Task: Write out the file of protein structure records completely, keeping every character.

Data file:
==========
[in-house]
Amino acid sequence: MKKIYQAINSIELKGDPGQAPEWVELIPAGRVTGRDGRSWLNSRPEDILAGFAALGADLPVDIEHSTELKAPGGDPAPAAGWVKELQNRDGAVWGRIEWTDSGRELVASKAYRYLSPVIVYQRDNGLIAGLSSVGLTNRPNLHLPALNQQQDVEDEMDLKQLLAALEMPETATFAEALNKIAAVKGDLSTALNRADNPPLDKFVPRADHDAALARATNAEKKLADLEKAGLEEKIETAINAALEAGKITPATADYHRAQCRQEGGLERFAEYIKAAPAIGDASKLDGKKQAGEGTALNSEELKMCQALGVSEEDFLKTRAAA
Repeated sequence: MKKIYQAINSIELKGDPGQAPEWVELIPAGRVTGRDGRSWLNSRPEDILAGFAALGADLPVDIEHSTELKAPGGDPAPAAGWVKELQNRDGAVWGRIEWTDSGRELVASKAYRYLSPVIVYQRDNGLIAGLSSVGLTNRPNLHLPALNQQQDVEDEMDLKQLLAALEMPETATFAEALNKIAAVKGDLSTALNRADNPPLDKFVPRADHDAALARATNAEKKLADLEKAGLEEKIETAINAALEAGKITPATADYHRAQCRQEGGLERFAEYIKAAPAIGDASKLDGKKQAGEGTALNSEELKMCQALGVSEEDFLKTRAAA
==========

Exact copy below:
[in-house]
Amino acid sequence: MKKIYQAINSIELKGDPGQAPEWVELIPAGRVTGRDGRSWLNSRPEDILAGFAALGADLPVDIEHSTELKAPGGDPAPAAGWVKELQNRDGAVWGRIEWTDSGRELVASKAYRYLSPVIVYQRDNGLIAGLSSVGLTNRPNLHLPALNQQQDVEDEMDLKQLLAALEMPETATFAEALNKIAAVKGDLSTALNRADNPPLDKFVPRADHDAALARATNAEKKLADLEKAGLEEKIETAINAALEAGKITPATADYHRAQCRQEGGLERFAEYIKAAPAIGDASKLDGKKQAGEGTALNSEELKMCQALGVSEEDFLKTRAAA
Repeated sequence: MKKIYQAINSIELKGDPGQAPEWVELIPAGRVTGRDGRSWLNSRPEDILAGFAALGADLPVDIEHSTELKAPGGDPAPAAGWVKELQNRDGAVWGRIEWTDSGRELVASKAYRYLSPVIVYQRDNGLIAGLSSVGLTNRPNLHLPALNQQQDVEDEMDLKQLLAALEMPETATFAEALNKIAAVKGDLSTALNRADNPPLDKFVPRADHDAALARATNAEKKLADLEKAGLEEKIETAINAALEAGKITPATADYHRAQCRQEGGLERFAEYIKAAPAIGDASKLDGKKQAGEGTALNSEELKMCQALGVSEEDFLKTRAAA